Who invented the safety pin?

Those little devils are surprisingly hard to find when you actually need some.
Those little devils are surprisingly hard to find when you actually need some.

Here's one thing you will not learn about the safety pin from this article:

Why, when you need a safety pin, you can never seem to find one. Not in the bottom of your makeup bag, not in that little pouch of your backpack you're certain you stowed one for emergencies, not even in the kitchen junk drawer, which -- come on -- has 19 paperclips instead, and do you no good.

No amount of research can determine the cause of this phenomenon, and the mystery will remain until we unlock the secrets of space, or the pyramids, or all those other things that are eerie and obnoxiously hard to understand.

But here's what we will get you:

A surprisingly interesting account of the man who invented the safety pin. And Walter Hunt's tale is one of those achingly unfortunate stories that seem to accompany so many inventors. The guy was pretty much a genius at finding simple improvements to everyday objects, but the poor dude did not know the first thing about how to market, sell or -- most important -- trademark and patent his products.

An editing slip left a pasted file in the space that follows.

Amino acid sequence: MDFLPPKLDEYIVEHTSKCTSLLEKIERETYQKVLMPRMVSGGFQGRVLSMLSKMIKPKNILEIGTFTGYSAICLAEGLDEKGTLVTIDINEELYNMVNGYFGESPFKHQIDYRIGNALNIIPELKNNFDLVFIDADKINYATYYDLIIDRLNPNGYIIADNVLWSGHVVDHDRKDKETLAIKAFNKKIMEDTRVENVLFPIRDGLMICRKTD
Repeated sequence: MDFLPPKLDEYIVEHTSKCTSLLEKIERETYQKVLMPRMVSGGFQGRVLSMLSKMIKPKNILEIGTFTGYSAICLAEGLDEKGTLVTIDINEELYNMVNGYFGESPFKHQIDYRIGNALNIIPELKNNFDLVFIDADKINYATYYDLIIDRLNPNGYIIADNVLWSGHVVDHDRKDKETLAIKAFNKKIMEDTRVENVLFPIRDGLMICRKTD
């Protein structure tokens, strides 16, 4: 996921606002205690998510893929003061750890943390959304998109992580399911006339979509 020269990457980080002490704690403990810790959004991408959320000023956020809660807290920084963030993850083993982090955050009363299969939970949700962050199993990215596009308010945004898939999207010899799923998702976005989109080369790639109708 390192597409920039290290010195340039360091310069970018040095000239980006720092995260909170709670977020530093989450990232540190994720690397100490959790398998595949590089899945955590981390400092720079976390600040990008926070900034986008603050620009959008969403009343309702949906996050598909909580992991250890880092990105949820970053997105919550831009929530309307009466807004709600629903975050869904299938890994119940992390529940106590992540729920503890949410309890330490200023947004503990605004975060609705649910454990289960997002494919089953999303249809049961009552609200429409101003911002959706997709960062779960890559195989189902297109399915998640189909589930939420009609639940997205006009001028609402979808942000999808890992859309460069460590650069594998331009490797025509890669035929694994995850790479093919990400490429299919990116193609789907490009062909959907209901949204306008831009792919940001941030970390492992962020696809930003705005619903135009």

Well, one of those needs a caveat. Hunt knew how to sell his products; he just didn't know how much the ideas were really worth. In fact, legend has it that Hunt was simply fiddling with a piece of wire while trying to figure out a way to pay off a $15 debt when he invented the safety pin in 1849. He sold the idea outright for $400. Please take a moment to imagine the royalties you could receive from every safety pin sold in the world today.

Depressed that you didn't think of it (and patent it) first? Well, just wait. Sure, the story of Walter Hunt and his inventions won't help you hold together that broken spaghetti strap on your dress, but you just might gain a stronger appreciation for the tiny pin that does.